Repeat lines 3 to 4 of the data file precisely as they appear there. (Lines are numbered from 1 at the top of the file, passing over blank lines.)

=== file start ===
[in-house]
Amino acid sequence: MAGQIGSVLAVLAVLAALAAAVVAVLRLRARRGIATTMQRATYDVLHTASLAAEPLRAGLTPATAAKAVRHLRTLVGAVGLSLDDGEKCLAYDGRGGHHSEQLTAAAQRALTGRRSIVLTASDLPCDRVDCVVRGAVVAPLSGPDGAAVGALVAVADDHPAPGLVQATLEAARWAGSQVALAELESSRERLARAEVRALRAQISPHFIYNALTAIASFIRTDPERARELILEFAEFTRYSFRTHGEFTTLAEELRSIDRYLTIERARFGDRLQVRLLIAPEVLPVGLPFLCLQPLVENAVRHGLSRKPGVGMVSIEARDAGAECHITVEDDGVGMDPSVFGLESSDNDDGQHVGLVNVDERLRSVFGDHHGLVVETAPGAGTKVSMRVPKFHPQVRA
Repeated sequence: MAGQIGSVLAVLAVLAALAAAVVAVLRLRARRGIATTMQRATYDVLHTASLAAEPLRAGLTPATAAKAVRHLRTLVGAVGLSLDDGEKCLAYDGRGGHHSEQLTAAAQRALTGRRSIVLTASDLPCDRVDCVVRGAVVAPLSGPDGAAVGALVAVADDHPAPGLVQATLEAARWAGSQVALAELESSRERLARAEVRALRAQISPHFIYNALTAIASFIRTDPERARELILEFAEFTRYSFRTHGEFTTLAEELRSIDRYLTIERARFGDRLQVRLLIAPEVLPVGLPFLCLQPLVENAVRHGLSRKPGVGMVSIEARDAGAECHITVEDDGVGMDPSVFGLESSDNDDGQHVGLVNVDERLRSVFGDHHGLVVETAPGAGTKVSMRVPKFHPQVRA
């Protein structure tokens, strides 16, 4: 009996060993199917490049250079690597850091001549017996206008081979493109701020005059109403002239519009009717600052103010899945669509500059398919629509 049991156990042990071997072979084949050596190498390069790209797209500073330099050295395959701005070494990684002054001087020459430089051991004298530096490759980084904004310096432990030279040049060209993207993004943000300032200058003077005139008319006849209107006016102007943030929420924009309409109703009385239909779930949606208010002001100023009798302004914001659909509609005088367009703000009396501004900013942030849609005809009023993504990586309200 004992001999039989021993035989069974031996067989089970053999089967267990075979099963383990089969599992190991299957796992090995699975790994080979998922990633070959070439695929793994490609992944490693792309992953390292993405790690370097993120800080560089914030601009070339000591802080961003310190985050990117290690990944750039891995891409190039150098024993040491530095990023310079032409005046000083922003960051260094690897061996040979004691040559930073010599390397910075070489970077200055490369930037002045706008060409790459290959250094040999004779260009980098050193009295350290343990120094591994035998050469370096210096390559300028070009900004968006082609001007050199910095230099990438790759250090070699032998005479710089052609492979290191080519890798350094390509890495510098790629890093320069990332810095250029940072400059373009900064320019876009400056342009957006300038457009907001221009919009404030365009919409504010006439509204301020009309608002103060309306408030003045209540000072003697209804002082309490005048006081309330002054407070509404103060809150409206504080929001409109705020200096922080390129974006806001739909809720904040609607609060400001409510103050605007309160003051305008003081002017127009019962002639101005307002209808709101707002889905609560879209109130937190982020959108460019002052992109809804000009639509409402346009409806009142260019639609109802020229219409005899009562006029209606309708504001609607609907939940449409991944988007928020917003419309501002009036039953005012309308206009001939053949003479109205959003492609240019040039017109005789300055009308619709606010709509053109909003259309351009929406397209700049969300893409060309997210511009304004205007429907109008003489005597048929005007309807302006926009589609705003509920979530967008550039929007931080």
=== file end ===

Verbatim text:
Repeated sequence: MAGQIGSVLAVLAVLAALAAAVVAVLRLRARRGIATTMQRATYDVLHTASLAAEPLRAGLTPATAAKAVRHLRTLVGAVGLSLDDGEKCLAYDGRGGHHSEQLTAAAQRALTGRRSIVLTASDLPCDRVDCVVRGAVVAPLSGPDGAAVGALVAVADDHPAPGLVQATLEAARWAGSQVALAELESSRERLARAEVRALRAQISPHFIYNALTAIASFIRTDPERARELILEFAEFTRYSFRTHGEFTTLAEELRSIDRYLTIERARFGDRLQVRLLIAPEVLPVGLPFLCLQPLVENAVRHGLSRKPGVGMVSIEARDAGAECHITVEDDGVGMDPSVFGLESSDNDDGQHVGLVNVDERLRSVFGDHHGLVVETAPGAGTKVSMRVPKFHPQVRA
């Protein structure tokens, strides 16, 4: 009996060993199917490049250079690597850091001549017996206008081979493109701020005059109403002239519009009717600052103010899945669509500059398919629509 049991156990042990071997072979084949050596190498390069790209797209500073330099050295395959701005070494990684002054001087020459430089051991004298530096490759980084904004310096432990030279040049060209993207993004943000300032200058003077005139008319006849209107006016102007943030929420924009309409109703009385239909779930949606208010002001100023009798302004914001659909509609005088367009703000009396501004900013942030849609005809009023993504990586309200 004992001999039989021993035989069974031996067989089970053999089967267990075979099963383990089969599992190991299957796992090995699975790994080979998922990633070959070439695929793994490609992944490693792309992953390292993405790690370097993120800080560089914030601009070339000591802080961003310190985050990117290690990944750039891995891409190039150098024993040491530095990023310079032409005046000083922003960051260094690897061996040979004691040559930073010599390397910075070489970077200055490369930037002045706008060409790459290959250094040999004779260009980098050193009295350290343990120094591994035998050469370096210096390559300028070009900004968006082609001007050199910095230099990438790759250090070699032998005479710089052609492979290191080519890798350094390509890495510098790629890093320069990332810095250029940072400059373009900064320019876009400056342009957006300038457009907001221009919009404030365009919409504010006439509204301020009309608002103060309306408030003045209540000072003697209804002082309490005048006081309330002054407070509404103060809150409206504080929001409109705020200096922080390129974006806001739909809720904040609607609060400001409510103050605007309160003051305008003081002017127009019962002639101005307002209808709101707002889905609560879209109130937190982020959108460019002052992109809804000009639509409402346009409806009142260019639609109802020229219409005899009562006029209606309708504001609607609907939940449409991944988007928020917003419309501002009036039953005012309308206009001939053949003479109205959003492609240019040039017109005789300055009308619709606010709509053109909003259309351009929406397209700049969300893409060309997210511009304004205007429907109008003489005597048929005007309807302006926009589609705003509920979530967008550039929007931080």